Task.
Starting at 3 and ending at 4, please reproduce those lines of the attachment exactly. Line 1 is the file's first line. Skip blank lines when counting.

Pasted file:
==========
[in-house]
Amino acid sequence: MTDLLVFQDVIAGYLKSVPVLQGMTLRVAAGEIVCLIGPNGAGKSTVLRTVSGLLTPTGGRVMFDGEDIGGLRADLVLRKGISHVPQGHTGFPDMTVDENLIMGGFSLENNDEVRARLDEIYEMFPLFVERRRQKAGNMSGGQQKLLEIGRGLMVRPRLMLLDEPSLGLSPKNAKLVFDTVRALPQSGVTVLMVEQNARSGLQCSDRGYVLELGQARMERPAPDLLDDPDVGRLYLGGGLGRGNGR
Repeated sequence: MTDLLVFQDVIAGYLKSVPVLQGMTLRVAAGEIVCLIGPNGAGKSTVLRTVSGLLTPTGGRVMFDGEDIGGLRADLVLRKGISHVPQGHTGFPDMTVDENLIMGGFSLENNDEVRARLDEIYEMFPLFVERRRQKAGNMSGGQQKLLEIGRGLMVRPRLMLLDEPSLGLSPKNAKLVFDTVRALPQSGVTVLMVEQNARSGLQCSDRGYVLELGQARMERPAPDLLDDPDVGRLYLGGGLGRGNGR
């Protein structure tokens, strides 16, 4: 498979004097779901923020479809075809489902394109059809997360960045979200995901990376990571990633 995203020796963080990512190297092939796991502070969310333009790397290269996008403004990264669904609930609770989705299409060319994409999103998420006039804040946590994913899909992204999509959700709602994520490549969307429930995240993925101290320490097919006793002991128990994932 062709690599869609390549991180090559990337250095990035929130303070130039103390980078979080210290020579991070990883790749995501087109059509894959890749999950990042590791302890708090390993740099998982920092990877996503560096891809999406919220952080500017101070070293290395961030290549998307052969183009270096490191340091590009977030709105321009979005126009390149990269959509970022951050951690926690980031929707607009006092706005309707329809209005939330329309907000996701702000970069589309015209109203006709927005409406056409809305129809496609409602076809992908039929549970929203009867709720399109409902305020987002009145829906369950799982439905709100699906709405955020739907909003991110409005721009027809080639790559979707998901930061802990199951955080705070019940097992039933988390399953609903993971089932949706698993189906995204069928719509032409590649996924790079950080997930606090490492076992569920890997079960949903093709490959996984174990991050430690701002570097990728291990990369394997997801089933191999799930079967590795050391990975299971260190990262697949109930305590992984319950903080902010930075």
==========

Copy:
Repeated sequence: MTDLLVFQDVIAGYLKSVPVLQGMTLRVAAGEIVCLIGPNGAGKSTVLRTVSGLLTPTGGRVMFDGEDIGGLRADLVLRKGISHVPQGHTGFPDMTVDENLIMGGFSLENNDEVRARLDEIYEMFPLFVERRRQKAGNMSGGQQKLLEIGRGLMVRPRLMLLDEPSLGLSPKNAKLVFDTVRALPQSGVTVLMVEQNARSGLQCSDRGYVLELGQARMERPAPDLLDDPDVGRLYLGGGLGRGNGR
């Protein structure tokens, strides 16, 4: 498979004097779901923020479809075809489902394109059809997360960045979200995901990376990571990633 995203020796963080990512190297092939796991502070969310333009790397290269996008403004990264669904609930609770989705299409060319994409999103998420006039804040946590994913899909992204999509959700709602994520490549969307429930995240993925101290320490097919006793002991128990994932 062709690599869609390549991180090559990337250095990035929130303070130039103390980078979080210290020579991070990883790749995501087109059509894959890749999950990042590791302890708090390993740099998982920092990877996503560096891809999406919220952080500017101070070293290395961030290549998307052969183009270096490191340091590009977030709105321009979005126009390149990269959509970022951050951690926690980031929707607009006092706005309707329809209005939330329309907000996701702000970069589309015209109203006709927005409406056409809305129809496609409602076809992908039929549970929203009867709720399109409902305020987002009145829906369950799982439905709100699906709405955020739907909003991110409005721009027809080639790559979707998901930061802990199951955080705070019940097992039933988390399953609903993971089932949706698993189906995204069928719509032409590649996924790079950080997930606090490492076992569920890997079960949903093709490959996984174990991050430690701002570097990728291990990369394997997801089933191999799930079967590795050391990975299971260190990262697949109930305590992984319950903080902010930075």